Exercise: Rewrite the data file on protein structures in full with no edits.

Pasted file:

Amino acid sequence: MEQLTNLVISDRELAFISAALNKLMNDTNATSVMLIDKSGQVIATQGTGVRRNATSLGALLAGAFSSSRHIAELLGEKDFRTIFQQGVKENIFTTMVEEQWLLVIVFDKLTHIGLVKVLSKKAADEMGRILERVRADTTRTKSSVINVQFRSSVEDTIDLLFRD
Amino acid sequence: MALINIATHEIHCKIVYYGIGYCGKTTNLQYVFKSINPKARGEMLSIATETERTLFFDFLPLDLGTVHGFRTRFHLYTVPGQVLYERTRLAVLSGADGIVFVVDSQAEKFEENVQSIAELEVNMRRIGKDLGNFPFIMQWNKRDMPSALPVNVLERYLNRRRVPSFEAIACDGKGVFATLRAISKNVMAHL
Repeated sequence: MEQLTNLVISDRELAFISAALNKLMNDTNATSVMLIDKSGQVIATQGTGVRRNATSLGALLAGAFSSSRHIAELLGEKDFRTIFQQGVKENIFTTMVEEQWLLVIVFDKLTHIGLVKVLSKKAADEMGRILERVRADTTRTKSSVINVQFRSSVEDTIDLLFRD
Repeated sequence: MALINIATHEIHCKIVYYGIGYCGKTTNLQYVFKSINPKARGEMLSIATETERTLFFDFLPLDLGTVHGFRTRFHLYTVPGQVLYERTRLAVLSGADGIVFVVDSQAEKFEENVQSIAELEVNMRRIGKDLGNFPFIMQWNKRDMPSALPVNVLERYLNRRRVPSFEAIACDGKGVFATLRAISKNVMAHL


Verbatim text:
Amino acid sequence: MEQLTNLVISDRELAFISAALNKLMNDTNATSVMLIDKSGQVIATQGTGVRRNATSLGALLAGAFSSSRHIAELLGEKDFRTIFQQGVKENIFTTMVEEQWLLVIVFDKLTHIGLVKVLSKKAADEMGRILERVRADTTRTKSSVINVQFRSSVEDTIDLLFRD
Amino acid sequence: MALINIATHEIHCKIVYYGIGYCGKTTNLQYVFKSINPKARGEMLSIATETERTLFFDFLPLDLGTVHGFRTRFHLYTVPGQVLYERTRLAVLSGADGIVFVVDSQAEKFEENVQSIAELEVNMRRIGKDLGNFPFIMQWNKRDMPSALPVNVLERYLNRRRVPSFEAIACDGKGVFATLRAISKNVMAHL
Repeated sequence: MEQLTNLVISDRELAFISAALNKLMNDTNATSVMLIDKSGQVIATQGTGVRRNATSLGALLAGAFSSSRHIAELLGEKDFRTIFQQGVKENIFTTMVEEQWLLVIVFDKLTHIGLVKVLSKKAADEMGRILERVRADTTRTKSSVINVQFRSSVEDTIDLLFRD
Repeated sequence: MALINIATHEIHCKIVYYGIGYCGKTTNLQYVFKSINPKARGEMLSIATETERTLFFDFLPLDLGTVHGFRTRFHLYTVPGQVLYERTRLAVLSGADGIVFVVDSQAEKFEENVQSIAELEVNMRRIGKDLGNFPFIMQWNKRDMPSALPVNVLERYLNRRRVPSFEAIACDGKGVFATLRAISKNVMAHL